Bill Kurzenberger plays keyboards in four bands, two based in Columbus and two in Dayton.

Bill Kurzenberger plays keyboards in four bands, two based in Columbus and two in Dayton.

So why is the Clintonville musician's second CD, which came out last month, a solo effort?

It was time, Kurzenberger said, to release something that more accurately represents his artistry.

"I just realized I felt I was really overdue to get this CD out," he said during a recent interview in his north Clintonville home.

The follow-up to 2005's "Suspended Disbelief," in which Kurzenberger was supported by a full backup band, is named, appropriately enough, "Solitary Road."

"While the majority of the album is steeped in Americana rock and blues, the final track is a significant departure to the world of 'space music,'" Kurzenberger wrote in describing the new release. "Clocking in at 18-1/2 minutes, 'Tabula Rasa' incorporates elements of world beat, jazz fusion, trance and electronica."

It was composed by Kurzenberger over a two-year period and recorded solely with a Yamaha Motif keyboard.

The composer described the long song as "a musical representation of the past, present and future of life on planet Earth."

"This CD kind of reflects a troubadour's or a bluesman's journey," Kurzenberger said.

Kurzenberger's journey began 37 years ago in the Cleveland suburb of Fairview Park. His parents, who weren't musically inclined, encouraged their son to take piano lessons when he was in the first, second and third grades. He stopped after that because he didn't much care for classical music, and it was not until Kurzenberger was in the eighth grade and the sounds of Van Halen and Genesis filled the airwaves that he returned to playing.

Kurzenberger bought a keyboard and discovered he could play by ear many of the songs he liked.

"I do have a natural inclination toward it, but it wasn't until I really wanted do it that it kind of came out," Kurzenberger said.

In high school, he learned to play guitar and often jammed with friends, but was never in a band until after enrolling at Ohio Wesleyan University.

There, still playing guitar, the accounting and computer science major found some people with whom he formed groups. It was a heady experience.

"It was just that like-mindedness, that feeling of accomplishment when you create something, especially music, something that wasn't there before," Kurzenberger said.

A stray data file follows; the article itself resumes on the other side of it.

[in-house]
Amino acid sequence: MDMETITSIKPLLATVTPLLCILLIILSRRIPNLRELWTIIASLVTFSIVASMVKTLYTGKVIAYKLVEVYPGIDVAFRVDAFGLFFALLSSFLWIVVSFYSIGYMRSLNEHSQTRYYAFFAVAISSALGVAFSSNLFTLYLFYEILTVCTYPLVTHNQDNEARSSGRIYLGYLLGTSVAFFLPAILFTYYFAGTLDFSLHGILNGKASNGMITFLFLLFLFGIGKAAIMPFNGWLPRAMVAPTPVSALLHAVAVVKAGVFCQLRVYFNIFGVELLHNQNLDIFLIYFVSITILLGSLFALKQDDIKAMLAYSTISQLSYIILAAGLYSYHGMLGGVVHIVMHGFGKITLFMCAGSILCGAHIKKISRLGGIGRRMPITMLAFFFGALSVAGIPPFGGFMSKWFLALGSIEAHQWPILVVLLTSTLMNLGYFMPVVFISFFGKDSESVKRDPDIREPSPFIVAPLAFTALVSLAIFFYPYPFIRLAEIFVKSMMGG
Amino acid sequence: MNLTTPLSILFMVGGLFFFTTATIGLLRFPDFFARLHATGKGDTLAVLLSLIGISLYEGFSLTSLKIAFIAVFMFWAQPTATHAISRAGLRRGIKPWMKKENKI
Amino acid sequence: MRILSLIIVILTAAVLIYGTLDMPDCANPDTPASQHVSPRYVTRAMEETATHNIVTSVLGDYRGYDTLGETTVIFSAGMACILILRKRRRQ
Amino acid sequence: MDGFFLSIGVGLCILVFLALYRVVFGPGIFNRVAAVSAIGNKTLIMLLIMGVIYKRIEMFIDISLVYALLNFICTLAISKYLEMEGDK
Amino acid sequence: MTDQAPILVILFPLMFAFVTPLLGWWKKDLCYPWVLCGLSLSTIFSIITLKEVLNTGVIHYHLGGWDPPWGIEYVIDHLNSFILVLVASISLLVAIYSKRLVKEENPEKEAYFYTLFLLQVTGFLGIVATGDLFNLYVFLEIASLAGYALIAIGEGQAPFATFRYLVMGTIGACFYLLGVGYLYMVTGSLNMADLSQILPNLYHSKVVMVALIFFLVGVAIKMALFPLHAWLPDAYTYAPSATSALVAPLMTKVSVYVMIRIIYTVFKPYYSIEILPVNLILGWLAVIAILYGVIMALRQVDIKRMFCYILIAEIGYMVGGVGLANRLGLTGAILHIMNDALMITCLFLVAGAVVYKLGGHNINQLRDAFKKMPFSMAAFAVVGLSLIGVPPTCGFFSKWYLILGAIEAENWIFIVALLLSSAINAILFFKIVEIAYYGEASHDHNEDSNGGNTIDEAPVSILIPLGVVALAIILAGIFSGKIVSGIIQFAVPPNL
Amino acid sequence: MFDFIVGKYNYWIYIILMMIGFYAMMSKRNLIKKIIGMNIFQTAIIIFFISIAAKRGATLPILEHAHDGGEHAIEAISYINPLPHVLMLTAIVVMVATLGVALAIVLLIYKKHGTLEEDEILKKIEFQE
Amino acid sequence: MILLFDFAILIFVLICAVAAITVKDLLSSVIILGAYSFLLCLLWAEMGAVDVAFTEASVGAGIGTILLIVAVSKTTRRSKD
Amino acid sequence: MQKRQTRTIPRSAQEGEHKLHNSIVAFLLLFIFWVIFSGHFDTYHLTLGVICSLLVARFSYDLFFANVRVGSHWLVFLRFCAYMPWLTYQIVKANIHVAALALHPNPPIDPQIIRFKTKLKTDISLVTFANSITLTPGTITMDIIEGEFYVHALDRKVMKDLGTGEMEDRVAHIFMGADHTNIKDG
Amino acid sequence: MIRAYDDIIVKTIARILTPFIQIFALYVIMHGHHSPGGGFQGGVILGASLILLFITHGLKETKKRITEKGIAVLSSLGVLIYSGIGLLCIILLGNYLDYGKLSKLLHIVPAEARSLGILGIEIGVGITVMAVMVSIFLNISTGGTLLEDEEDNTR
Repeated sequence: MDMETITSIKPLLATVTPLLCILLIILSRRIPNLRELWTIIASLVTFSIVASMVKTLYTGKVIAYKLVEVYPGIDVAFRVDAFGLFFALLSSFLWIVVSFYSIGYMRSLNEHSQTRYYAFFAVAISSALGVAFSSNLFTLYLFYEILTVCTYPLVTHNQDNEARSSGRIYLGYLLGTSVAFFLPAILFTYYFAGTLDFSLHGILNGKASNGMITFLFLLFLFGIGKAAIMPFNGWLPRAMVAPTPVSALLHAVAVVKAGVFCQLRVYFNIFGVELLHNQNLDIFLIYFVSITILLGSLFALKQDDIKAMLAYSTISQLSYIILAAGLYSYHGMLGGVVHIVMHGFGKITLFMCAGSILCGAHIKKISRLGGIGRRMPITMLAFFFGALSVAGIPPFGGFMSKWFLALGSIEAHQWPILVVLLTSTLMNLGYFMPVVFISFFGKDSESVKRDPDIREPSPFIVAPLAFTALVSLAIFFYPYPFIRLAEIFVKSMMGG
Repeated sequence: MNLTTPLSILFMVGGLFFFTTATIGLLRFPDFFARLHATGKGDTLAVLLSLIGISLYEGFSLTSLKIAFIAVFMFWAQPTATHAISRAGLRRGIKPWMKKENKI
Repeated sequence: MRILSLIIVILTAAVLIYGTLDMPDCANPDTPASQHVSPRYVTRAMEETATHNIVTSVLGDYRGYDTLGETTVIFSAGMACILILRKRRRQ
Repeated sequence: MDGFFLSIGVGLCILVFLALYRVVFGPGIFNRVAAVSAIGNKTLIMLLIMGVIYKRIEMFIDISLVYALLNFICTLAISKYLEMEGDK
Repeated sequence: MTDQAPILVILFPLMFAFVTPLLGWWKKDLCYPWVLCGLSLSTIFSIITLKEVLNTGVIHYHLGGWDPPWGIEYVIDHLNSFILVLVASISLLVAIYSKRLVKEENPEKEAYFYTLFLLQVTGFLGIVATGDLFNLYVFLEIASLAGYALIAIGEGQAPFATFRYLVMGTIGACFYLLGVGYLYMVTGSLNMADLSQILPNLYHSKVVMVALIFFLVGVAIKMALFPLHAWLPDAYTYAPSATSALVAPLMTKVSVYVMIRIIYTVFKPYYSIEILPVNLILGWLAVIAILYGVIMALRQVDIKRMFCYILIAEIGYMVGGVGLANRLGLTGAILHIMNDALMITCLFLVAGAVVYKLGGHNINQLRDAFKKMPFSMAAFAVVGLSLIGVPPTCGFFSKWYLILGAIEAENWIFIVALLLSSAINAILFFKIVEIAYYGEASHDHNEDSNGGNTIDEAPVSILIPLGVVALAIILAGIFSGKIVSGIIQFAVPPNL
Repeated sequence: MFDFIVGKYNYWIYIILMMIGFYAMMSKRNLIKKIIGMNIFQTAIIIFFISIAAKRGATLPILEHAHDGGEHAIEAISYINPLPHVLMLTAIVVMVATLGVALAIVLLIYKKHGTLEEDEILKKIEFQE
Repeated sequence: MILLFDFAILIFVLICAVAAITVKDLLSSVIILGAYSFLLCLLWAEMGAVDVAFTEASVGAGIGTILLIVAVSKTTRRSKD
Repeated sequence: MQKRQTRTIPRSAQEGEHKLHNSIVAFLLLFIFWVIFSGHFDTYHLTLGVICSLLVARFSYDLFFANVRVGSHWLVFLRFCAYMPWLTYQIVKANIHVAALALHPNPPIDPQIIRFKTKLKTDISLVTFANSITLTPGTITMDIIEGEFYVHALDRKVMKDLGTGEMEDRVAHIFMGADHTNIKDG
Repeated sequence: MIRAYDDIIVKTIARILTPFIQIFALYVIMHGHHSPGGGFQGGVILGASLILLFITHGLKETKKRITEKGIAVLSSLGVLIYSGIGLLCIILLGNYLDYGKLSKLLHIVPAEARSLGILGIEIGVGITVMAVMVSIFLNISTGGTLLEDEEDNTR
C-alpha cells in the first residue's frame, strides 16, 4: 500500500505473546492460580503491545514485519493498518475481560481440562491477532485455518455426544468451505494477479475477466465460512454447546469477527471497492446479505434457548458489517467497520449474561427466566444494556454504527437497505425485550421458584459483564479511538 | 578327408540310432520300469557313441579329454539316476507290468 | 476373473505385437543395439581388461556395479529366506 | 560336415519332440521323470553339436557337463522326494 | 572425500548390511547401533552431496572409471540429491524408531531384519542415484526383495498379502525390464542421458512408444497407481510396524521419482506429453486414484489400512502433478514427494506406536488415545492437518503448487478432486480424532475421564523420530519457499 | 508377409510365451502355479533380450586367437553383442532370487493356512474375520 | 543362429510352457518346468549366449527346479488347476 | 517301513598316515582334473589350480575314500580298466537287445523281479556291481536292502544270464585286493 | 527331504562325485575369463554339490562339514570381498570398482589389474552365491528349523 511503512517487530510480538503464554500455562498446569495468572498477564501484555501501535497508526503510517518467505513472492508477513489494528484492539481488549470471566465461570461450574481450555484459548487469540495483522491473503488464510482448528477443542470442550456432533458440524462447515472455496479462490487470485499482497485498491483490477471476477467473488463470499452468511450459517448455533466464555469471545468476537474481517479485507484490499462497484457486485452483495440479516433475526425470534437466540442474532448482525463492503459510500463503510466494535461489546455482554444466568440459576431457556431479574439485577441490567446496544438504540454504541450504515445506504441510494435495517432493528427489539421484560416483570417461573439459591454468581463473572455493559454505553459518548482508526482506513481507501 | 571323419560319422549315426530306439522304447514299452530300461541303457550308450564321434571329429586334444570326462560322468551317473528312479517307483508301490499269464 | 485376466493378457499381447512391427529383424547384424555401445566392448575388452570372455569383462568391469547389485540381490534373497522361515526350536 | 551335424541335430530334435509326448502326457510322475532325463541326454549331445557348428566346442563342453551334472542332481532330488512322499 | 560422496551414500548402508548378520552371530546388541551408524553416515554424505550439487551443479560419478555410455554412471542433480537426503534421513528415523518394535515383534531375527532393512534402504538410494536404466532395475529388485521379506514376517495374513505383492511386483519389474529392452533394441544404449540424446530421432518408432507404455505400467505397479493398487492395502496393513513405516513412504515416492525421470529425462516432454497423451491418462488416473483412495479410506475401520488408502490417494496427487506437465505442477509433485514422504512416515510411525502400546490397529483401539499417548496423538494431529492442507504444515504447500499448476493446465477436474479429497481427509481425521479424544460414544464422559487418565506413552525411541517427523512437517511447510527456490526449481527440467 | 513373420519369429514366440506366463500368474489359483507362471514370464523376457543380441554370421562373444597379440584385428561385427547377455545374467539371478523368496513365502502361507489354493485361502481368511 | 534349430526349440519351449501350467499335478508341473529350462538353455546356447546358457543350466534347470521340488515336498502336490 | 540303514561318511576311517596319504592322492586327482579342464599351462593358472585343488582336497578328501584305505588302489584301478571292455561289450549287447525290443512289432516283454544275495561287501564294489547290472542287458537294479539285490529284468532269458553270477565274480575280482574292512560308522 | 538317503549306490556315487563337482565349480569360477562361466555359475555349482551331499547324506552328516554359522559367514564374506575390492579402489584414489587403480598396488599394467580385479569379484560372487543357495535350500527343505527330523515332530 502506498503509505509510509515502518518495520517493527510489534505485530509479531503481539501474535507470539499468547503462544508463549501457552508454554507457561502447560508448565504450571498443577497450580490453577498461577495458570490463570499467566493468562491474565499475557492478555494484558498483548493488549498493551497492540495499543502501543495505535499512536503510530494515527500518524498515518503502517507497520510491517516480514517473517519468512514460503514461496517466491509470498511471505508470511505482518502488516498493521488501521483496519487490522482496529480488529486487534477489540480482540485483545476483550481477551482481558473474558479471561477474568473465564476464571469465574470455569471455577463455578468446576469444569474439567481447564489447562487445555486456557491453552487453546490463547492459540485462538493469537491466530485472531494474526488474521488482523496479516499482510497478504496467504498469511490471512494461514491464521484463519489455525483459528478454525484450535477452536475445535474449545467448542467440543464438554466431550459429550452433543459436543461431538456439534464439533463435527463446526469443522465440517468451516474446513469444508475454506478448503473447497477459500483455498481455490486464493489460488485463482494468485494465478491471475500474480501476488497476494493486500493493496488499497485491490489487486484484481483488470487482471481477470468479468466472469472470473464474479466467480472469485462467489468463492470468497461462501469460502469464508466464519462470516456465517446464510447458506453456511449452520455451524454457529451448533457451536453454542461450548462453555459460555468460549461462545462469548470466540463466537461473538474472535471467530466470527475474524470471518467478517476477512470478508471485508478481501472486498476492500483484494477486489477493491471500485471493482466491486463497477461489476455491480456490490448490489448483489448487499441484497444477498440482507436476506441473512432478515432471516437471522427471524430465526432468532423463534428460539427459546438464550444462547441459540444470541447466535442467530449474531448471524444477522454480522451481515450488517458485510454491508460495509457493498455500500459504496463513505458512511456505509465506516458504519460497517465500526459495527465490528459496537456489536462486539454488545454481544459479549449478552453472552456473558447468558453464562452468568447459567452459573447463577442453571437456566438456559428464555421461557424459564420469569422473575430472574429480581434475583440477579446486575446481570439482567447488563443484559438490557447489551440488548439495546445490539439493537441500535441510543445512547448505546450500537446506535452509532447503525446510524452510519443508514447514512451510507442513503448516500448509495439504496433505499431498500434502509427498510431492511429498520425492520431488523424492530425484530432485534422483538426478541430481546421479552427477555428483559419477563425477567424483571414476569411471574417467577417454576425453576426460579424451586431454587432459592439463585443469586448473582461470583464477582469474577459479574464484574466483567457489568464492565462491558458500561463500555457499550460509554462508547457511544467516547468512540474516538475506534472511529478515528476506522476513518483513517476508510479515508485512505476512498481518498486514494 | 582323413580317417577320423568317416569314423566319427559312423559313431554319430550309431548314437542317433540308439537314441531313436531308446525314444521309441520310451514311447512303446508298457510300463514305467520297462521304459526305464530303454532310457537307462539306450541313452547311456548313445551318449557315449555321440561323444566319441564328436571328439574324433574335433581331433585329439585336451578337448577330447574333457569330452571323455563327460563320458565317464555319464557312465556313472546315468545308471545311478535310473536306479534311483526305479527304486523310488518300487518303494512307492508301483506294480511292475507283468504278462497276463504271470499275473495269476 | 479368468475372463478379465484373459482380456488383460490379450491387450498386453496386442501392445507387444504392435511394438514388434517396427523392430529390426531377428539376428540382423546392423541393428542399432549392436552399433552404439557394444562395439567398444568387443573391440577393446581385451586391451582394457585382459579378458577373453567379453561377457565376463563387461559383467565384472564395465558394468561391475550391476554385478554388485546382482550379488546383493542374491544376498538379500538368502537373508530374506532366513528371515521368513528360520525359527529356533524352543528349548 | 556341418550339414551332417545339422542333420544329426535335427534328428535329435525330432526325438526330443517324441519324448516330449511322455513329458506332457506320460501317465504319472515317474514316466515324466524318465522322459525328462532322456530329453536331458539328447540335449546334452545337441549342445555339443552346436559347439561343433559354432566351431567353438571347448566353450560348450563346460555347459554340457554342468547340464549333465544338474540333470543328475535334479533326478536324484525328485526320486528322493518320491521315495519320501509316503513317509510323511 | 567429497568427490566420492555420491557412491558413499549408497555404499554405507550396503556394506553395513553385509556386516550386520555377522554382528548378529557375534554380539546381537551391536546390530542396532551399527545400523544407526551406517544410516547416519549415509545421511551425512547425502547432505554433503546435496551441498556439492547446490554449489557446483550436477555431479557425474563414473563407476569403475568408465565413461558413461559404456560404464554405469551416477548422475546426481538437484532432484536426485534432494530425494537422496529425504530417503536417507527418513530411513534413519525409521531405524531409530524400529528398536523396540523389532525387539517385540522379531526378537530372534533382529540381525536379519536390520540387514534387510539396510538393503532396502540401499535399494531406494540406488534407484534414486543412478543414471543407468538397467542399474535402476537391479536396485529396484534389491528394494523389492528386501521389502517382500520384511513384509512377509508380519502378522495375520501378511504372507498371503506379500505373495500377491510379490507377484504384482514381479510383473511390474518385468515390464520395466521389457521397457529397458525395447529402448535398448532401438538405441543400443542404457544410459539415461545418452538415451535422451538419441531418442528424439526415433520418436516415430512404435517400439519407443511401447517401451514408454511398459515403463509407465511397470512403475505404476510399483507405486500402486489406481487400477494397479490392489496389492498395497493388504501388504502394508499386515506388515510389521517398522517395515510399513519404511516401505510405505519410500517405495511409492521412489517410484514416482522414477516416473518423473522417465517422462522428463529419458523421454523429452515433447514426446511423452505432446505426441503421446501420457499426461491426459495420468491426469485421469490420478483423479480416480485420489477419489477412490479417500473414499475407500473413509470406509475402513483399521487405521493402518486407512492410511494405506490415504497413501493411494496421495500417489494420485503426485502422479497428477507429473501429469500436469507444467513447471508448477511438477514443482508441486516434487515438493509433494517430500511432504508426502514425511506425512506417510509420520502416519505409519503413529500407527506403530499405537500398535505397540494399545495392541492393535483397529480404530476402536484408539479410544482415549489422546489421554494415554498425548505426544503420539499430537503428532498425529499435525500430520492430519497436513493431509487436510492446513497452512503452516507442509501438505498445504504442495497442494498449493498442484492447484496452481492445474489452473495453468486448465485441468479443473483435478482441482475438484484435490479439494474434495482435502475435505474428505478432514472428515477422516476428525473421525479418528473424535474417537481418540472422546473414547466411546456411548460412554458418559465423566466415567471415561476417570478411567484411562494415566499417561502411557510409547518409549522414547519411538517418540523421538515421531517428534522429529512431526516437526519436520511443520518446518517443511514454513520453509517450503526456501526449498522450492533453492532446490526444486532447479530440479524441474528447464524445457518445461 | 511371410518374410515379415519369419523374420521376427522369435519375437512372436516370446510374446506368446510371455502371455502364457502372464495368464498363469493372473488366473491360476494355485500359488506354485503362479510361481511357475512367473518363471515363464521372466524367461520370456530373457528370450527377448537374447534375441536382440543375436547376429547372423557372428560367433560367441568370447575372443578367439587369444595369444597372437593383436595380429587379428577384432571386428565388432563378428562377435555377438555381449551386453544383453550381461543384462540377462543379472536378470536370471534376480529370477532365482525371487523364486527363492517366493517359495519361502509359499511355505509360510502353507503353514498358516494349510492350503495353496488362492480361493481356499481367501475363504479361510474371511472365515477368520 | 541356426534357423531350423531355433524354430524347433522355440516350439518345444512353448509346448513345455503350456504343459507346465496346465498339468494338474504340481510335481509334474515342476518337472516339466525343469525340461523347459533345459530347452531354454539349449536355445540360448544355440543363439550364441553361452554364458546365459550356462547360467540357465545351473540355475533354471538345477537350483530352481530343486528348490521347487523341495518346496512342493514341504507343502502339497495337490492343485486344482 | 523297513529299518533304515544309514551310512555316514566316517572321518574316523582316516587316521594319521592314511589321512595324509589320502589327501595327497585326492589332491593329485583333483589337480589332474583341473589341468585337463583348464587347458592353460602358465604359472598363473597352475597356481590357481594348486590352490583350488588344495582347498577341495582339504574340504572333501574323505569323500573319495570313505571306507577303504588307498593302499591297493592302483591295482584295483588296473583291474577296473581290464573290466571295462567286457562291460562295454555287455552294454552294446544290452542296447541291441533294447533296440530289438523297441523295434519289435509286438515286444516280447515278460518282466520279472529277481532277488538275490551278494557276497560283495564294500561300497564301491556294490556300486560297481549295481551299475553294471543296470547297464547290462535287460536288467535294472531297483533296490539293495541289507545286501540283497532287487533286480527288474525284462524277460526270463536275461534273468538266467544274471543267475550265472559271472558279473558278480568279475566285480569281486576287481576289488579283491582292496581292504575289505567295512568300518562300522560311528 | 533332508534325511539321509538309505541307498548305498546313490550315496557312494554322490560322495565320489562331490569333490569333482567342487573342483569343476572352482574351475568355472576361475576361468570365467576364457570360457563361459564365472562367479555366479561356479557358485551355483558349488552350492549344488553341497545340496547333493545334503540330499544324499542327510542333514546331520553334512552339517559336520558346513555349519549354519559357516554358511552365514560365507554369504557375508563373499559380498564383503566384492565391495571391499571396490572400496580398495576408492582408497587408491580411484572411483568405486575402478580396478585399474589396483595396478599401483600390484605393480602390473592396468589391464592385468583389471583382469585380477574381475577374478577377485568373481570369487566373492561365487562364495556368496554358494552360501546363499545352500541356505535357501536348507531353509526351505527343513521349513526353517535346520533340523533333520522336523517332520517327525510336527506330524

After graduating in 1994, Kurzenberger moved to Columbus and played with bands at venues like the Dolphin Lounge in Gahanna and other open stages. He worked in sales jobs for a while and then as a computer technician for various companies around the city. Kurzenberger now has his own home-based tech support and website development business.

He and his wife, Julie, who was a singer on his first CD, and stepson Xavier, who will be attended Bishop Watterson High School in the fall, live in a north Clintonville home that was built in 1939.

The musician switched back from guitar to keyboards in 2000, mostly because it was a less-crowded field. Since coming to Columbus, Kurzenberger said that he has played with perhaps as many as 15 groups. Each of these bands was its own learning experience, Kurzenberger said, a different cast of characters with a different set of dynamics. His own band, the Resonators, was formed in the wake of the success enjoyed by "Suspended Disbelief." He also plays in the Columbus-based group the Bug Hounds as well as the Skeleton Crew and Terrapin Moon out of Dayton.

Turning out that first CD of all original songs was an enjoyable experience, Kurzenberger recalled, one that was spurred by his writing of "Venom Wine," about which he felt strongly.

"It was also challenging from the perspective of working to get the best take possible, know that's the take you're going to be listening to for years and years," he said.

"I just needed a way to get that out there for people to hear it," Kurzenberger added. "I felt like I needed to make the plunge."

"Solitary Road," which was recorded over a three-year period at several local studios, got its biggest push to completion when Kurzenberger wrote some new songs earlier this year that he felt were worthy of committing to posterity, or at least the posterity of self-produced CDs.

The new album is available online at and, as well as locally at Ace in the Hole Music Exchange on Kenny Road, Lost Weekend Records on North High Street, Music Go-Round on Bethel Road and Used Kids Records on North High Street.

Kurzenberger, who was scheduled to be among the performers at this past weekend's ComFest in Goodale Park, will be playing with the Resonators on Friday, July 9, at Woodlands Tavern, formerly the Thirsty Ear, on West Third Avenue.

More information is available at his website,